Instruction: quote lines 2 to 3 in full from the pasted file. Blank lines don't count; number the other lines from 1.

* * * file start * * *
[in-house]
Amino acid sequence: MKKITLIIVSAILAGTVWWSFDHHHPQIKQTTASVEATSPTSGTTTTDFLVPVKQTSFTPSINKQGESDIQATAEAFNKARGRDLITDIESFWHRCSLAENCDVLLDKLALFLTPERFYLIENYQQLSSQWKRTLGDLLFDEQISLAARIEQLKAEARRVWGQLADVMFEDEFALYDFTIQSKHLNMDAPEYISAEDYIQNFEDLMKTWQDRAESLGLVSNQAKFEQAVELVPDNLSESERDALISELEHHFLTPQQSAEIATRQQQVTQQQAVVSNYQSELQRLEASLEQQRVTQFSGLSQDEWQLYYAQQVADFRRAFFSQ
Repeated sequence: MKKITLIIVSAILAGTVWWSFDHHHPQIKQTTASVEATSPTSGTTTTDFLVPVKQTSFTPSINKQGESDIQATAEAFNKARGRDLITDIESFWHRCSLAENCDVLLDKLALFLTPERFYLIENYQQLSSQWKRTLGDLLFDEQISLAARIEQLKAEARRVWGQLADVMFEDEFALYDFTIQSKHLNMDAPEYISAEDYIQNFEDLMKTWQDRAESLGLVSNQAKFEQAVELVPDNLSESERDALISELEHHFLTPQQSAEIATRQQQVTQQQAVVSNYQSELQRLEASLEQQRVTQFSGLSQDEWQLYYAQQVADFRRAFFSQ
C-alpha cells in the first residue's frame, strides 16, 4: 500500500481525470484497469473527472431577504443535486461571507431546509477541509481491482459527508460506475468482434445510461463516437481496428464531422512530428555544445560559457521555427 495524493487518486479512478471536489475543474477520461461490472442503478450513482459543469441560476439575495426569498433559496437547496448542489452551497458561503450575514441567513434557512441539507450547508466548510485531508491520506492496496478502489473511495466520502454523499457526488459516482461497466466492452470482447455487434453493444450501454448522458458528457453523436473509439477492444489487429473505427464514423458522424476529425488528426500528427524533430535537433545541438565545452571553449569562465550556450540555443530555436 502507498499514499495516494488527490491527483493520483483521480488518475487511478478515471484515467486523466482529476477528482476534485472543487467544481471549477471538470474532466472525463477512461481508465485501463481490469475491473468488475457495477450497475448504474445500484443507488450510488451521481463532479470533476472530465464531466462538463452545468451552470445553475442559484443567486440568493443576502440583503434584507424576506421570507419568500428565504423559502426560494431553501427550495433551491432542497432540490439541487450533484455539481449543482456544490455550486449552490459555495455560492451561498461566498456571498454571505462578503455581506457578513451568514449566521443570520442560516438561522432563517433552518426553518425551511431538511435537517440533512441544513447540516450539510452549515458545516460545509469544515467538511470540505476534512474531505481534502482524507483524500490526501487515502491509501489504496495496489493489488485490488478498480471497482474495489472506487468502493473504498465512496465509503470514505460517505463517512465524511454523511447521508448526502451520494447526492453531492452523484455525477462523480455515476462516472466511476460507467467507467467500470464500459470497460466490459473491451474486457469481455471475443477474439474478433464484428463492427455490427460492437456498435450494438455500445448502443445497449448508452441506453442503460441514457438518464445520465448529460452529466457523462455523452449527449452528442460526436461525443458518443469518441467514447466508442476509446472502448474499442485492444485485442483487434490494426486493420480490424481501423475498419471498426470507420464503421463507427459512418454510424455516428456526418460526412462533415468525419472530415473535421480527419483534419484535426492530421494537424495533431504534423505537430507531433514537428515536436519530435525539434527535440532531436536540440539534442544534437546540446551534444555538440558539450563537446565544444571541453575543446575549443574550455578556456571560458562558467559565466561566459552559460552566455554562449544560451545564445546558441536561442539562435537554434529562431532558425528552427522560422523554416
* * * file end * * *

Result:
Amino acid sequence: MKKITLIIVSAILAGTVWWSFDHHHPQIKQTTASVEATSPTSGTTTTDFLVPVKQTSFTPSINKQGESDIQATAEAFNKARGRDLITDIESFWHRCSLAENCDVLLDKLALFLTPERFYLIENYQQLSSQWKRTLGDLLFDEQISLAARIEQLKAEARRVWGQLADVMFEDEFALYDFTIQSKHLNMDAPEYISAEDYIQNFEDLMKTWQDRAESLGLVSNQAKFEQAVELVPDNLSESERDALISELEHHFLTPQQSAEIATRQQQVTQQQAVVSNYQSELQRLEASLEQQRVTQFSGLSQDEWQLYYAQQVADFRRAFFSQ
Repeated sequence: MKKITLIIVSAILAGTVWWSFDHHHPQIKQTTASVEATSPTSGTTTTDFLVPVKQTSFTPSINKQGESDIQATAEAFNKARGRDLITDIESFWHRCSLAENCDVLLDKLALFLTPERFYLIENYQQLSSQWKRTLGDLLFDEQISLAARIEQLKAEARRVWGQLADVMFEDEFALYDFTIQSKHLNMDAPEYISAEDYIQNFEDLMKTWQDRAESLGLVSNQAKFEQAVELVPDNLSESERDALISELEHHFLTPQQSAEIATRQQQVTQQQAVVSNYQSELQRLEASLEQQRVTQFSGLSQDEWQLYYAQQVADFRRAFFSQ